By Asja Dally, IYAF Press Team Not quite a love story to die for It’s a breath of fresh air to watch something as ambitious – perhaps too ambitious – as The Untold Theatre Company’s brand-new full-length original musical, Grim. Even more engaging is the show’s ingenious (and a bit creep-tacular) premise: namely, a romance between the Grim Reaper (Grim), angel of death, and Cupid, angel of love. These two mighty forces collide whilst disguised as students in a secondary school, resulting in a story full of frights, friendship and first love.

It’s a promising set-up with endless potential for both comedy and heart. Sadly, writer Fiona O’Malley struggles to tick these boxes with a script lacking in sincerity, conviction and at times even clarity. Grim and Cupid’s romance suffers from a rushed and undeveloped feel, as the two share a mere handful of conversations together throughout the entire show. The script fails to give clear insight – and thus any true measure of believability – into its leading couple’s relationship, making it difficult to invest in them. You’re told they’re in love, rather than shown the why’s and how’s of it. Like a horror movie that doesn’t scare you, this is a romance that doesn’t move you.

The logic of crucial plot points is also debatably questionable; contemporary vocabulary and mini-skirted uniforms point to a modern-day setting, yet Grim’s entire class believes upon meeting her that she is a witch and attempts to burn her at the stake (in 21st century Britain, really?). Perhaps it’s an allegory, but if so, a few more subtle hints to that fact wouldn’t go amiss.

In spite of this, however, Grim certainly does offer a showcase of spectacular vocal talent within its cast. Leading lady Roseanna Christoforou, in the title role, sends shivers down the spine with her powerhouse belt, whilst Anthony Matteo provides a perfect contrast with his warm, soulful tenor. Georgi Mottram, in the role of Grim’s newfound friend Amelia, is also blessed with a sweet and endearing voice. Additionally, the ensemble makes for a vocal force to reckon with, throwing one-hundred and ten per cent into every song and creating a haunting wall of sound that’s worthy of any West End show.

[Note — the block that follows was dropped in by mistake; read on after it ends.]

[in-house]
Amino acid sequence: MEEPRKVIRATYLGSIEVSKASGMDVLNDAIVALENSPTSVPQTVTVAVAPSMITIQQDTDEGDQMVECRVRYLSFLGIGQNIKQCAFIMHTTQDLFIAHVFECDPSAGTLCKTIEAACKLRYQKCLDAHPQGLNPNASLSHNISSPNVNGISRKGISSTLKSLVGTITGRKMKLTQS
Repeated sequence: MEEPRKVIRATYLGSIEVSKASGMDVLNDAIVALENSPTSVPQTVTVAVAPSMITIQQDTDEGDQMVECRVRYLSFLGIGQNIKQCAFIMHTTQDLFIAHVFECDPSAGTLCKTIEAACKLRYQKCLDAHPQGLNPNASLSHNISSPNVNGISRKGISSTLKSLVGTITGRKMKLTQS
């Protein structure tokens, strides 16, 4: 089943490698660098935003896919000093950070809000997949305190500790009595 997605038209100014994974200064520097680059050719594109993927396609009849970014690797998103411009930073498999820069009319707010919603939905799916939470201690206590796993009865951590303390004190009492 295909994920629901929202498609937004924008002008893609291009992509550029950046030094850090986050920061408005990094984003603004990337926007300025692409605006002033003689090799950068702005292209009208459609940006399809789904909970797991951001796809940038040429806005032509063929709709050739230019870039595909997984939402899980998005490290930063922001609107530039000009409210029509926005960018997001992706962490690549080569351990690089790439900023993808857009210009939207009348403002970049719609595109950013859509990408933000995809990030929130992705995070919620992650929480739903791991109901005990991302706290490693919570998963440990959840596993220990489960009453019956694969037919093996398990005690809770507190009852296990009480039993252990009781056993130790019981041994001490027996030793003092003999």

Speaking of songs, composer Joseph Alexander’s original soundtrack carries the show along well – though perhaps slightly fewer numbers in the second act would leave more time for relationship development – and there’s a particularly lovely number entitled She Said Yes that will leave you beaming in your seat. Whilst the lyrics occasionally lack subtlety (“I am evil, E-V-I-L!” sings Grim, at one point), it’s hard not to enjoy a score ringing with such enthusiasm and good intent.

Overall, Grim makes for an enjoyable, if slightly frustrating night out at the theatre. The potential is there and the soundtrack is certainly worth an iTunes download – but if the two mighty forces of Love and Death really are destined for each other they have a bit of a way to go yet. This is a show that definitely needs a few cobwebs dusting off before it comes out of the attic. Perhaps then Grim really will be a love story to die for.

Based on information supplied by IYAF Press Team.